Working through collective sin

Susan Neiman considers how Americans might learn from Germany.
January 17, 2020

For their podcast White Lies, journalists Andrew Beck Grace and Chip Brantley returned to their native Alabama to investigate the 1965 murder of James Reeb, a Unitarian minister from Boston who was beaten to death while marching for racial justice in Selma, Alabama. The three men who were seen committing the crime were brought to trial later that year—and were acquitted by an all-white jury. One surviving member of that jury refused to speak about the case, telling Grace and Brantley that it was “a thing of the past. It’s all gone. It’d be better if it’s forgot about.”

During their search for the truth about Reeb’s murder, Grace and Brantley realized that they weren’t just piecing together facts. They were obliged to “think critically about how, collectively, white people have done a very poor job of being honest about the sins of the past.”

Susan Neiman’s book embodies this concept of naming and working through collective sin. Neiman, a philosopher and the director of the Einstein Forum in Berlin, has lived in Berlin for much of the past four decades. But she grew up in the segregation-era South. During her time in Berlin, both before and after reunification, she saw firsthand the process by which Germany has reckoned with its Nazi past. These experiences inspired her to return to her native South to explore how Americans might use examples of Germans’ engagement with collective sin to bring about reconciliation in their communities.

The Germans have a word, Vergan­g­en­heitsaufarbeitung, which means “work­ing through the past.” The term came into use in the 1960s, Neiman ex­plains, as “an abstract polysyllabic way of saying We have to do something about the Nazis,” even those in our families. Reckoning with the past is a communal process, enlivened through experience and discussion. It starts with a “coherent and widely accepted national narrative,” reinforced by symbols and transported through education. The process asks which heroes we valorize, which victims we mourn, what we are taught to remember, and what we are meant to forget. 

Vergangenheitsaufarbeitung, even when practiced as a matter of consensus, can be difficult. It works against our “natural impulse to believe that we, and our tribe, may make mistakes, but nothing that merits a word like evil.” It takes away the comforting illusion that “evil is what others do.”

The discomfort that arises from working through the past can be seen in Germany’s Stolpersteine (“stumbling stones”) project. Conceived by the artist Gunter Demnig, the project places a four-inch-square brass plaque at the location where a resident was forcibly de­ported from his or her home by the Nazis. Although the project has placed over 70,000 stumbling stones throughout Europe, it is not without controversy. Some municipalities in Germany, including Munich, prohibit this form of remembrance.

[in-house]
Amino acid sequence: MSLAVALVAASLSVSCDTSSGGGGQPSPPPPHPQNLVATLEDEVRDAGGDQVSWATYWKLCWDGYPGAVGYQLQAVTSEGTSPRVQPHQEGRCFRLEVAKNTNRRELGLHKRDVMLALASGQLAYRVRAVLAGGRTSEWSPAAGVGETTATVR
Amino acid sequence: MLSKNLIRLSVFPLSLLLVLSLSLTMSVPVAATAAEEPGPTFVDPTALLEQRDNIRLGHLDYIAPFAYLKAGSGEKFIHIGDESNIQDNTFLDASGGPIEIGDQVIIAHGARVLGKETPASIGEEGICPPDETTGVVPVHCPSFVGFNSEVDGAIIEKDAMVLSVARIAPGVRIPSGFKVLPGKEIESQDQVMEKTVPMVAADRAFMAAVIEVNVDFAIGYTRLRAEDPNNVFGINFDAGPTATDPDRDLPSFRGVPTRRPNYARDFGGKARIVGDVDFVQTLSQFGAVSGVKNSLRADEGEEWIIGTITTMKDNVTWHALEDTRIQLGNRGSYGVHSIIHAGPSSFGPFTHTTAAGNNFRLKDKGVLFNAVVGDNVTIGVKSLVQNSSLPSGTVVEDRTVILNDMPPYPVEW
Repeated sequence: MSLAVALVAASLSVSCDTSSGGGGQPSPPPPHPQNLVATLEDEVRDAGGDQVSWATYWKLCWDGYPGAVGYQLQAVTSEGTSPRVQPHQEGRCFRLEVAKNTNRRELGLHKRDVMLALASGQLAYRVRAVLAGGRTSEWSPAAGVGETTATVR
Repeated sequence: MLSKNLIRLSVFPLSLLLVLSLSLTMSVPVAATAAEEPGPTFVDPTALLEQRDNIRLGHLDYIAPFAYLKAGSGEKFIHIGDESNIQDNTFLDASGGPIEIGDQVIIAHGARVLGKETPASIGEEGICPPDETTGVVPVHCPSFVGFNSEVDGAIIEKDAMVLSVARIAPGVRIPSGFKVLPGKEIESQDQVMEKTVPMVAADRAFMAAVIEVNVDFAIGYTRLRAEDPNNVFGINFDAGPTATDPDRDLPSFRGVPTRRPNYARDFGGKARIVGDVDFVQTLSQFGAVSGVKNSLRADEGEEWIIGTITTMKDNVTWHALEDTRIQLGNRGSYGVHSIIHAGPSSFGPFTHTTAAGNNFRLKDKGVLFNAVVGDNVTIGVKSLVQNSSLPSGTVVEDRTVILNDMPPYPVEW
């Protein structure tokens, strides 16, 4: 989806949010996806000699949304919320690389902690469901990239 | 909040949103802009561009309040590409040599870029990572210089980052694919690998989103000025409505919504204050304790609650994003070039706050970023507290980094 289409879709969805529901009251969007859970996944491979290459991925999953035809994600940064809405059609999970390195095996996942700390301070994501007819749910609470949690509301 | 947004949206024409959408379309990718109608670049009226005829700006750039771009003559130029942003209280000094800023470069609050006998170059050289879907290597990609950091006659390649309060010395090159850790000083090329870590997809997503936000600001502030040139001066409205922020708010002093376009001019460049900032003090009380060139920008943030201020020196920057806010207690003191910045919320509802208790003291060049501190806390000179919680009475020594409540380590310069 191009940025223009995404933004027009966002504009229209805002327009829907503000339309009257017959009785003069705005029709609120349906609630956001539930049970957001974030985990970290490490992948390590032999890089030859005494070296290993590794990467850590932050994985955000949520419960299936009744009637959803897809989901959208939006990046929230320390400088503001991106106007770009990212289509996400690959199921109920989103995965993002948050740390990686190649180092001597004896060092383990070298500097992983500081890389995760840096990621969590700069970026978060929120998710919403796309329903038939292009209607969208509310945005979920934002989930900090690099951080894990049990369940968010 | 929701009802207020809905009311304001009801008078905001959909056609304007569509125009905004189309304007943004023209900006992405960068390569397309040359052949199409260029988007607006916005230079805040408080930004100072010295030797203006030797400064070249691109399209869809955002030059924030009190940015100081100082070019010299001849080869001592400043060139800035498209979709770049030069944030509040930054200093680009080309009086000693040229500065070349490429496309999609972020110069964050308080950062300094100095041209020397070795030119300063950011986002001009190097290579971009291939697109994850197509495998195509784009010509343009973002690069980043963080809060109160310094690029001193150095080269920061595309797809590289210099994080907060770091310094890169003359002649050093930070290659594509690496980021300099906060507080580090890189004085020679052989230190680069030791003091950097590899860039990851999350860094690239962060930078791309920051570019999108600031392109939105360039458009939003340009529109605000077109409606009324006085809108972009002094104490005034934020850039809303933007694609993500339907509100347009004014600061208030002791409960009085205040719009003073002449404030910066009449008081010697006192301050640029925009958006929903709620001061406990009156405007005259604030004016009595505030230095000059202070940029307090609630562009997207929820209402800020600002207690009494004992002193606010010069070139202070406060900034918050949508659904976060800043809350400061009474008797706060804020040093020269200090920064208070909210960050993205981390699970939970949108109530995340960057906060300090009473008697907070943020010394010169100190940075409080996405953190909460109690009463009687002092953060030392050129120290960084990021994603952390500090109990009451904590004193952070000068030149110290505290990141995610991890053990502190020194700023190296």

Neiman also writes about a 1995 exhibit about the Wehrmacht—the Nazi army of 18 million—that was curated by the Hamburg Institute for Social Research. The exhibit caused an uproar among millions of Germans who had not worked through their own collective and individual crimes. The exhibit used “soldiers’ letters and photographs to reveal that Nazi military crimes were not limited to elite SS units, nor confined to a few bad apples”—a point that had long been asserted by German and foreign historians alike. Nevertheless, “reactions to the exhibit showed how many still believed the myth that the Wehrmacht was clean, even gallant.”

The myth of the guiltless Wehrmacht reminded Neiman of “nothing so much as the defenders of the Lost Cause version of Confederate history,” the mythical rebranding of “the Civil War as a noble fight for Southern freedom” which she frequently heard as a white girl in the segregated South. As she thought about countering myths of innocence in Germany, Neiman traveled to Missis­sippi in 2016 and 2017 to talk with people who are working to dismantle the Lost Cause mythology.

Among the people she interviewed was Bryan Stevenson, the founder of the Equal Justice Initiative and creator of the National Memorial for Peace and Justice in Montgomery, Alabama. One aspect of the memorial, consciously modeled after the stumbling stone project, is a series of some 800 columns, one for each county in which the Equal Justice Initiative has documented at least one lynching. Each column contains the names of all known lynching victims from that county. The EJI has invited each of the counties represented to take an identical column home, so that these remembrances can become a part of the southern landscape.

Neiman acknowledges that her ac­count is limited: she writes about what she knows as a child of the South and as an adult expatriate in Berlin. Her ac­count of race in the US focuses only on the South, although she suggests that a similar reckoning is needed in other regions. Indeed, the historian James Loewen has rediscovered thousands of “sundown towns” in the North where it was made known, either by law or custom, that black Americans were not welcome. The history of genocide against Native Americans also calls for the kind of reckoning Neiman models.

The accomplishment of this book is that it asks how we can live in a world riven with evil—evil that we may have  tolerated or even perpetrated. The kind of communal reckoning Neiman identifies is hard but necessary. “How we remember the past constrains the possibilities for the future.” Crafting a narrative that acknowledges our collective sins can set us up to envision a society that reimagines justice.